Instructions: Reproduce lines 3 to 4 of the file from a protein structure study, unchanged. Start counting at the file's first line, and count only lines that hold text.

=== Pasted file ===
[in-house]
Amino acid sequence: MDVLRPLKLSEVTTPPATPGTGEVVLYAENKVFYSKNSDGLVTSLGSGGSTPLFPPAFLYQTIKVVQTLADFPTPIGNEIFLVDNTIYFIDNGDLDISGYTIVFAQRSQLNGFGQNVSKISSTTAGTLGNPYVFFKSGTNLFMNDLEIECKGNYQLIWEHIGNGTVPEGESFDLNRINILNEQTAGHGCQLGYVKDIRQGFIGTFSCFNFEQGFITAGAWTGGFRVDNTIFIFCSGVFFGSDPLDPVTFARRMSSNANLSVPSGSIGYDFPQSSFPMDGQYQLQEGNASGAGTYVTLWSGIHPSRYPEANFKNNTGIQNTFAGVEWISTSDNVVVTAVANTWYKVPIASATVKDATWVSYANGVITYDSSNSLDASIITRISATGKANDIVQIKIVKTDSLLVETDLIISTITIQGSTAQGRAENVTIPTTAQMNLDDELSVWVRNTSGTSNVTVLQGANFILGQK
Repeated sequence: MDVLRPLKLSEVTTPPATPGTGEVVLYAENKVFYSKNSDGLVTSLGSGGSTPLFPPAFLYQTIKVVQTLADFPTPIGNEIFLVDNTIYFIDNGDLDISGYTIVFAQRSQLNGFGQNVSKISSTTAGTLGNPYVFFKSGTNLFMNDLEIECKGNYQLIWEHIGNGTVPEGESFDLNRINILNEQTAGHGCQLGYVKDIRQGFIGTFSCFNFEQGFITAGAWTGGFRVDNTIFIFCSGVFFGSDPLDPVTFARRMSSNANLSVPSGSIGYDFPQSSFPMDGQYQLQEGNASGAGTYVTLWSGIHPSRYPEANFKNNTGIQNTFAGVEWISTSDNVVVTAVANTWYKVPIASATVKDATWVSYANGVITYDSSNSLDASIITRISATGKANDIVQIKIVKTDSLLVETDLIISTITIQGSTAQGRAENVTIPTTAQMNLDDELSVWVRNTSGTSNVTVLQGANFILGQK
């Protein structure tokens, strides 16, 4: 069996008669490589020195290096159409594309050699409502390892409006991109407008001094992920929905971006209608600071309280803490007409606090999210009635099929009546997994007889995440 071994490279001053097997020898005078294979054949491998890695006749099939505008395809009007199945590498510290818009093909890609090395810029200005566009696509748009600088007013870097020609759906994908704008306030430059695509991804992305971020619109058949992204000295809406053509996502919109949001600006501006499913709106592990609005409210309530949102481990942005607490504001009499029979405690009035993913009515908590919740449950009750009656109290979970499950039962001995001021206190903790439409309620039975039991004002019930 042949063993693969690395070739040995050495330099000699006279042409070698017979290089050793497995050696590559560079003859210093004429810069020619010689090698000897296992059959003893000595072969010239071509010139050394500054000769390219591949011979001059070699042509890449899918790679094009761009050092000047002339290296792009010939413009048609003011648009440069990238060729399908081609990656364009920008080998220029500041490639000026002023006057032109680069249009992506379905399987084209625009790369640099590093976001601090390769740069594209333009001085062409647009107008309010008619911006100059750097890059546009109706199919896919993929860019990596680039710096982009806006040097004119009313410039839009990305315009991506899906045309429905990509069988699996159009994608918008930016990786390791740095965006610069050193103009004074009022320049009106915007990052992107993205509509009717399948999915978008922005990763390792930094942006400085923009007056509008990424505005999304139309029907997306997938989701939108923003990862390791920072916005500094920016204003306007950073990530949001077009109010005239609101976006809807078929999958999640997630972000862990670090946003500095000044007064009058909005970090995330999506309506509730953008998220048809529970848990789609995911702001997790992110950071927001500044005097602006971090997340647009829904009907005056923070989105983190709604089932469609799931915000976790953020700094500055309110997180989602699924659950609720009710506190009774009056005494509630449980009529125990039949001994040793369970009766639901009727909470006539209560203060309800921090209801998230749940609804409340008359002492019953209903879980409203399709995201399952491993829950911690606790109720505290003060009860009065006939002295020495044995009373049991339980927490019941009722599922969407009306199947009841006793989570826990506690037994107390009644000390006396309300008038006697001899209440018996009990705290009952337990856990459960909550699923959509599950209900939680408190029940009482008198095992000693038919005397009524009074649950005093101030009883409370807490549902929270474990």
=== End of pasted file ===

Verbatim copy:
Repeated sequence: MDVLRPLKLSEVTTPPATPGTGEVVLYAENKVFYSKNSDGLVTSLGSGGSTPLFPPAFLYQTIKVVQTLADFPTPIGNEIFLVDNTIYFIDNGDLDISGYTIVFAQRSQLNGFGQNVSKISSTTAGTLGNPYVFFKSGTNLFMNDLEIECKGNYQLIWEHIGNGTVPEGESFDLNRINILNEQTAGHGCQLGYVKDIRQGFIGTFSCFNFEQGFITAGAWTGGFRVDNTIFIFCSGVFFGSDPLDPVTFARRMSSNANLSVPSGSIGYDFPQSSFPMDGQYQLQEGNASGAGTYVTLWSGIHPSRYPEANFKNNTGIQNTFAGVEWISTSDNVVVTAVANTWYKVPIASATVKDATWVSYANGVITYDSSNSLDASIITRISATGKANDIVQIKIVKTDSLLVETDLIISTITIQGSTAQGRAENVTIPTTAQMNLDDELSVWVRNTSGTSNVTVLQGANFILGQK
């Protein structure tokens, strides 16, 4: 069996008669490589020195290096159409594309050699409502390892409006991109407008001094992920929905971006209608600071309280803490007409606090999210009635099929009546997994007889995440 071994490279001053097997020898005078294979054949491998890695006749099939505008395809009007199945590498510290818009093909890609090395810029200005566009696509748009600088007013870097020609759906994908704008306030430059695509991804992305971020619109058949992204000295809406053509996502919109949001600006501006499913709106592990609005409210309530949102481990942005607490504001009499029979405690009035993913009515908590919740449950009750009656109290979970499950039962001995001021206190903790439409309620039975039991004002019930 042949063993693969690395070739040995050495330099000699006279042409070698017979290089050793497995050696590559560079003859210093004429810069020619010689090698000897296992059959003893000595072969010239071509010139050394500054000769390219591949011979001059070699042509890449899918790679094009761009050092000047002339290296792009010939413009048609003011648009440069990238060729399908081609990656364009920008080998220029500041490639000026002023006057032109680069249009992506379905399987084209625009790369640099590093976001601090390769740069594209333009001085062409647009107008309010008619911006100059750097890059546009109706199919896919993929860019990596680039710096982009806006040097004119009313410039839009990305315009991506899906045309429905990509069988699996159009994608918008930016990786390791740095965006610069050193103009004074009022320049009106915007990052992107993205509509009717399948999915978008922005990763390792930094942006400085923009007056509008990424505005999304139309029907997306997938989701939108923003990862390791920072916005500094920016204003306007950073990530949001077009109010005239609101976006809807078929999958999640997630972000862990670090946003500095000044007064009058909005970090995330999506309506509730953008998220048809529970848990789609995911702001997790992110950071927001500044005097602006971090997340647009829904009907005056923070989105983190709604089932469609799931915000976790953020700094500055309110997180989602699924659950609720009710506190009774009056005494509630449980009529125990039949001994040793369970009766639901009727909470006539209560203060309800921090209801998230749940609804409340008359002492019953209903879980409203399709995201399952491993829950911690606790109720505290003060009860009065006939002295020495044995009373049991339980927490019941009722599922969407009306199947009841006793989570826990506690037994107390009644000390006396309300008038006697001899209440018996009990705290009952337990856990459960909550699923959509599950209900939680408190029940009482008198095992000693038919005397009524009074649950005093101030009883409370807490549902929270474990």